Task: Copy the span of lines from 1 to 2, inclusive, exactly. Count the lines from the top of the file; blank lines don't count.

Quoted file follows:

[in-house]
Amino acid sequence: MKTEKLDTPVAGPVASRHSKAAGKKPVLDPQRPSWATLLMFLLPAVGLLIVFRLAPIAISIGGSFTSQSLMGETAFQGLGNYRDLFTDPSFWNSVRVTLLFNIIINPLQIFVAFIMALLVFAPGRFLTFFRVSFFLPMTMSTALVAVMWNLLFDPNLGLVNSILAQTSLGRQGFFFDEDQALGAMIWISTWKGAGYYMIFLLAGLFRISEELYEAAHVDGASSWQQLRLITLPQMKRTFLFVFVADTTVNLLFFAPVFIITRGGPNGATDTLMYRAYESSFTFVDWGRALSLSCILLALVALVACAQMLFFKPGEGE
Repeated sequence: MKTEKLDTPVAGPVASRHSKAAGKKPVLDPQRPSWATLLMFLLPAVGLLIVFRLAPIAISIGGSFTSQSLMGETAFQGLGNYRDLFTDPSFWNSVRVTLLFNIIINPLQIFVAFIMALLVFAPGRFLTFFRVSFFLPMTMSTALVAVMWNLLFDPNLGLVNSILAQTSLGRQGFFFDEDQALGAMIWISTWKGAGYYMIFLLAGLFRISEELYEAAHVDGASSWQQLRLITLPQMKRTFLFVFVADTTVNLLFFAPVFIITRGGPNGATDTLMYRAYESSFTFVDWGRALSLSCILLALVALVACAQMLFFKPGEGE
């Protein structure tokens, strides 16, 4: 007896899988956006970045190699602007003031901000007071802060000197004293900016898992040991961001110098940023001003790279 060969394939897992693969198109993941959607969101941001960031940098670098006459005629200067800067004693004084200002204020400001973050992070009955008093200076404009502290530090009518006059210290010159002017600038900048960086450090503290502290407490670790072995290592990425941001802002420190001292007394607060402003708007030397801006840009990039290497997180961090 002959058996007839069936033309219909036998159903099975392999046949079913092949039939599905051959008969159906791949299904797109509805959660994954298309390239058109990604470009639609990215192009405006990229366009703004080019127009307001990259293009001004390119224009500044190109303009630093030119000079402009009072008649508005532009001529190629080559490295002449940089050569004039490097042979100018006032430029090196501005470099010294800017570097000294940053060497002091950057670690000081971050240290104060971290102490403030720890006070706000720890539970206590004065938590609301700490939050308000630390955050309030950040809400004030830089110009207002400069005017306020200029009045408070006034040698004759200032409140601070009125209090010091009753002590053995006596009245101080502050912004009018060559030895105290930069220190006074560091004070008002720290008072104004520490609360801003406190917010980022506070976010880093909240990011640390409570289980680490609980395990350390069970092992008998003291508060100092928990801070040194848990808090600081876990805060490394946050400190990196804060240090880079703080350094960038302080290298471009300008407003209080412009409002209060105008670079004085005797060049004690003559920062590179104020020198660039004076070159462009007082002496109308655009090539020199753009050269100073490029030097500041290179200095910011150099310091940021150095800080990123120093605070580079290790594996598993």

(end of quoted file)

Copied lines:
[in-house]
Amino acid sequence: MKTEKLDTPVAGPVASRHSKAAGKKPVLDPQRPSWATLLMFLLPAVGLLIVFRLAPIAISIGGSFTSQSLMGETAFQGLGNYRDLFTDPSFWNSVRVTLLFNIIINPLQIFVAFIMALLVFAPGRFLTFFRVSFFLPMTMSTALVAVMWNLLFDPNLGLVNSILAQTSLGRQGFFFDEDQALGAMIWISTWKGAGYYMIFLLAGLFRISEELYEAAHVDGASSWQQLRLITLPQMKRTFLFVFVADTTVNLLFFAPVFIITRGGPNGATDTLMYRAYESSFTFVDWGRALSLSCILLALVALVACAQMLFFKPGEGE